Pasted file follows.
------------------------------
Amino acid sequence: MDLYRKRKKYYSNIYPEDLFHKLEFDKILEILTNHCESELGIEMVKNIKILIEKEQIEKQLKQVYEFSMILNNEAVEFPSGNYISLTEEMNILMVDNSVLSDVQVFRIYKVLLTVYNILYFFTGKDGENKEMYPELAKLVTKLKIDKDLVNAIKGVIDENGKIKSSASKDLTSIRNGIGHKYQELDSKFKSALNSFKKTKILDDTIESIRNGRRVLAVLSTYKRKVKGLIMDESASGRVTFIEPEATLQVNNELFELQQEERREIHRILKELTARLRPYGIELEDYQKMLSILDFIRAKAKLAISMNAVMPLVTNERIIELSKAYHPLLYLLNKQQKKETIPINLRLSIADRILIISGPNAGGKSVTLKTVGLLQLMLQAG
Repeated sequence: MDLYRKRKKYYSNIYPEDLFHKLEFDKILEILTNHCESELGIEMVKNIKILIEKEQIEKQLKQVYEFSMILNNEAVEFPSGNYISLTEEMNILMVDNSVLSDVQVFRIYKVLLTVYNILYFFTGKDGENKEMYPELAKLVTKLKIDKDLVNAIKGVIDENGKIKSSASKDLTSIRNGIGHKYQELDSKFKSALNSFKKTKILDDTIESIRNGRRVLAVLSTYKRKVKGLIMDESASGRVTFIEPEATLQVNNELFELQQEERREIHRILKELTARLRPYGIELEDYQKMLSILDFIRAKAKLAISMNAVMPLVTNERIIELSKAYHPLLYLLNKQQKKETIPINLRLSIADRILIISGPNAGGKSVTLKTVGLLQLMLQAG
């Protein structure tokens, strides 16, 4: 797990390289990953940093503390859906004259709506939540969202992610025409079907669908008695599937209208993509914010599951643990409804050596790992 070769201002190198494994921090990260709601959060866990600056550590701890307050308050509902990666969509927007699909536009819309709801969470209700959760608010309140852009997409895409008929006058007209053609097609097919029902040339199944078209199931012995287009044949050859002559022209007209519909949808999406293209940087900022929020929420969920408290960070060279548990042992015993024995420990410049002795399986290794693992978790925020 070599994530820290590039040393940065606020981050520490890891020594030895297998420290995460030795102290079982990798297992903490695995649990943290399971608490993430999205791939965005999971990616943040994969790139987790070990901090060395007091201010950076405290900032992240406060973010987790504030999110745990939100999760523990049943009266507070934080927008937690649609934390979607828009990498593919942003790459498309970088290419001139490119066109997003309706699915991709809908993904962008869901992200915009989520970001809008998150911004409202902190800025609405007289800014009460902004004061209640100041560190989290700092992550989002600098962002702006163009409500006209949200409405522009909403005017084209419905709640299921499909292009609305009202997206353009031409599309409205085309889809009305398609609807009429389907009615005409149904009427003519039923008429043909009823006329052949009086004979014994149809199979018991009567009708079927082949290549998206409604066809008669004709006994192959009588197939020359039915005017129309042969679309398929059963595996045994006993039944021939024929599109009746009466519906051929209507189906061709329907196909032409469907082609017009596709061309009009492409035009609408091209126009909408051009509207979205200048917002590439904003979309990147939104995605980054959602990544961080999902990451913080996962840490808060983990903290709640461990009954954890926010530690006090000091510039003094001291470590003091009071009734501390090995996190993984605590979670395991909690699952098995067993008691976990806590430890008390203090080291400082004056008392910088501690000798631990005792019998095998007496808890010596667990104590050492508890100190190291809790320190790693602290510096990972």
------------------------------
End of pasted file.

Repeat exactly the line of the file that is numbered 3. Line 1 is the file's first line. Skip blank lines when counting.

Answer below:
């Protein structure tokens, strides 16, 4: 797990390289990953940093503390859906004259709506939540969202992610025409079907669908008695599937209208993509914010599951643990409804050596790992 070769201002190198494994921090990260709601959060866990600056550590701890307050308050509902990666969509927007699909536009819309709801969470209700959760608010309140852009997409895409008929006058007209053609097609097919029902040339199944078209199931012995287009044949050859002559022209007209519909949808999406293209940087900022929020929420969920408290960070060279548990042992015993024995420990410049002795399986290794693992978790925020 070599994530820290590039040393940065606020981050520490890891020594030895297998420290995460030795102290079982990798297992903490695995649990943290399971608490993430999205791939965005999971990616943040994969790139987790070990901090060395007091201010950076405290900032992240406060973010987790504030999110745990939100999760523990049943009266507070934080927008937690649609934390979607828009990498593919942003790459498309970088290419001139490119066109997003309706699915991709809908993904962008869901992200915009989520970001809008998150911004409202902190800025609405007289800014009460902004004061209640100041560190989290700092992550989002600098962002702006163009409500006209949200409405522009909403005017084209419905709640299921499909292009609305009202997206353009031409599309409205085309889809009305398609609807009429389907009615005409149904009427003519039923008429043909009823006329052949009086004979014994149809199979018991009567009708079927082949290549998206409604066809008669004709006994192959009588197939020359039915005017129309042969679309398929059963595996045994006993039944021939024929599109009746009466519906051929209507189906061709329907196909032409469907082609017009596709061309009009492409035009609408091209126009909408051009509207979205200048917002590439904003979309990147939104995605980054959602990544961080999902990451913080996962840490808060983990903290709640461990009954954890926010530690006090000091510039003094001291470590003091009071009734501390090995996190993984605590979670395991909690699952098995067993008691976990806590430890008390203090080291400082004056008392910088501690000798631990005792019998095998007496808890010596667990104590050492508890100190190291809790320190790693602290510096990972």